menmon
06-22-2012, 11:28 AM
What happened in Japan...is why I will not advocate nuke. See even with all the safety measures an eathquake or something unseen can screw us up big time. So nuke is the last resort in my opinion.

You spoke a lot of truth...because of the enviornement interference...they are offering cleaner plants....but see it took that to get them to offer these solutions....because...profit is the end game, even if it is not good for us as a whole.

We have to have it...but lets make them do it in a way that is best for us. The profit is there, so they will come around to a cleaner way...don't advocate taking the pressure off....because they will leave us with their mess.

Gerry Clinchy
06-23-2012, 11:33 AM
Who DO they hire at the EPA? This sounds crazy.
http://nation.foxnews.com/epa/2012/06/22/epas-ludicrous-new-rule
This would have occurred under GW's watch, and it appears that nobody ever paid any attention to the regulation. Maybe this regulation could use am "executive order?"

June 21, 2012



Federal regulations can be maddening, but none more so than a current one that demands oil refiners use millions of gallons of a substance, cellulosic ethanol, that does not exist.
"As ludicrous as that sounds, it's fact," says Charles Drevna, who represents refiners. "If it weren't so frustrating and infuriating, it would be comical."
And Tom Pyle of the Institute of Energy Research says, "the cellulosic biofuel program is the embodiment of government gone wild."
Refiners are at their wit's end because the government set out requirements to blend cellulosic ethanol back in 2005, assuming that someone would make it. Seven years later, no one has.
"None, not one drop of cellulosic ethanol has been produced commercially. It's a phantom fuel," says Pyle. "It doesn't exist in the market place."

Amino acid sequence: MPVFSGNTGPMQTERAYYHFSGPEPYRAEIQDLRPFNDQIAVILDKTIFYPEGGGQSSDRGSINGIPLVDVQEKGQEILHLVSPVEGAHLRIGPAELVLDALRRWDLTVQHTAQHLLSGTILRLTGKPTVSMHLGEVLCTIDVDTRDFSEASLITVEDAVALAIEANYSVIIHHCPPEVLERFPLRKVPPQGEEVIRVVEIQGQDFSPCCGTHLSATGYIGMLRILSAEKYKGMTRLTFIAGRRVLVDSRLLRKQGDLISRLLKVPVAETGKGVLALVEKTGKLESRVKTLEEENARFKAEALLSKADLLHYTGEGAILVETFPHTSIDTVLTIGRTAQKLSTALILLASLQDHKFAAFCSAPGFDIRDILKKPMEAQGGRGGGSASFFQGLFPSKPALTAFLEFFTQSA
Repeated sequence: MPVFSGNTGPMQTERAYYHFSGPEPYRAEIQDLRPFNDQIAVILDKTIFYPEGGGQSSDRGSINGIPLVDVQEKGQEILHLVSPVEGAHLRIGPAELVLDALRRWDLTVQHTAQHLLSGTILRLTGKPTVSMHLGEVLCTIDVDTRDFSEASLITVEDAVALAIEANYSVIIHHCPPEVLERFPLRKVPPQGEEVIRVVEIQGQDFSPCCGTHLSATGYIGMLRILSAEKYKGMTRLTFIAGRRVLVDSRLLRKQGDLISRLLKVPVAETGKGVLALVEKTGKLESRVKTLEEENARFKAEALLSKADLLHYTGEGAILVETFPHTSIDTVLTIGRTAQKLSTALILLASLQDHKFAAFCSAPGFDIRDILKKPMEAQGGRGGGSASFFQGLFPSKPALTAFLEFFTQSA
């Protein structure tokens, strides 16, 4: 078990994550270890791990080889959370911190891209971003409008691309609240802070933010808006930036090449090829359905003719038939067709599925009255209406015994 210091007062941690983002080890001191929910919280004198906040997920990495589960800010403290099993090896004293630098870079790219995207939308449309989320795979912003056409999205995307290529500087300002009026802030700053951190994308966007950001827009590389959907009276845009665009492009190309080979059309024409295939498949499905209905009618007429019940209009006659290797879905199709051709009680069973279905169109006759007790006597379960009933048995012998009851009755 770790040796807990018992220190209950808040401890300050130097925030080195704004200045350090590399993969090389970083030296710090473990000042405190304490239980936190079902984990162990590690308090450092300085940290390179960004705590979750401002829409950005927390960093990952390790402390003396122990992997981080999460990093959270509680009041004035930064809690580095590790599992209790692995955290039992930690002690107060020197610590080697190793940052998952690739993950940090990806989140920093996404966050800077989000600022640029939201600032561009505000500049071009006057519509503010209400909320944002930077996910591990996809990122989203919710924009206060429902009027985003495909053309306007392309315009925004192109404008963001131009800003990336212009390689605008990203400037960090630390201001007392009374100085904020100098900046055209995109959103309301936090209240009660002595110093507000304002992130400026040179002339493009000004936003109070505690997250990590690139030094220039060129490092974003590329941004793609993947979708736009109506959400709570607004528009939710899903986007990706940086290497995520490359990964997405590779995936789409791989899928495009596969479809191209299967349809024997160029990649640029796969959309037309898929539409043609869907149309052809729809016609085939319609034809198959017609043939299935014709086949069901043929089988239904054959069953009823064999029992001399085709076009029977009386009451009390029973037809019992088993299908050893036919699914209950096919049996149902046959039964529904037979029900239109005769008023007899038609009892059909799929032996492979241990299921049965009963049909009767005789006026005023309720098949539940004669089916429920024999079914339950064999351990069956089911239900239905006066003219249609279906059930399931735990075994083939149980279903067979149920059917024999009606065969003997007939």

And Charles Drevna adds, "forcing us to use a product that doesn't exist, they might as well tell us to use unicorns."
And yet, they still have to pay what amounts to fines:
"Why would they ask them to blend any at all if it doesn't exist?" Pyle said. "Because they know that they can squeeze some extra dollars out of them."

Gerry Clinchy
06-23-2012, 11:54 AM
Who DO they hire at the EPA? This sounds crazy.
http://nation.foxnews.com/epa/2012/06/22/epas-ludicrous-new-rule
This would have occurred under GW's watch, and it appears that nobody ever paid any attention to the regulation. Maybe this regulation could use am "executive order?"

June 21, 2012



Federal regulations can be maddening, but none more so than a current one that demands oil refiners use millions of gallons of a substance, cellulosic ethanol, that does not exist.
"As ludicrous as that sounds, it's fact," says Charles Drevna, who represents refiners. "If it weren't so frustrating and infuriating, it would be comical."
And Tom Pyle of the Institute of Energy Research says, "the cellulosic biofuel program is the embodiment of government gone wild."
Refiners are at their wit's end because the government set out requirements to blend cellulosic ethanol back in 2005, assuming that someone would make it. Seven years later, no one has.
"None, not one drop of cellulosic ethanol has been produced commercially. It's a phantom fuel," says Pyle. "It doesn't exist in the market place."
And Charles Drevna adds, "forcing us to use a product that doesn't exist, they might as well tell us to use unicorns."
And yet, they still have to pay what amounts to fines:
"Why would they ask them to blend any at all if it doesn't exist?" Pyle said. "Because they know that they can squeeze some extra dollars out of them."



Found this as well: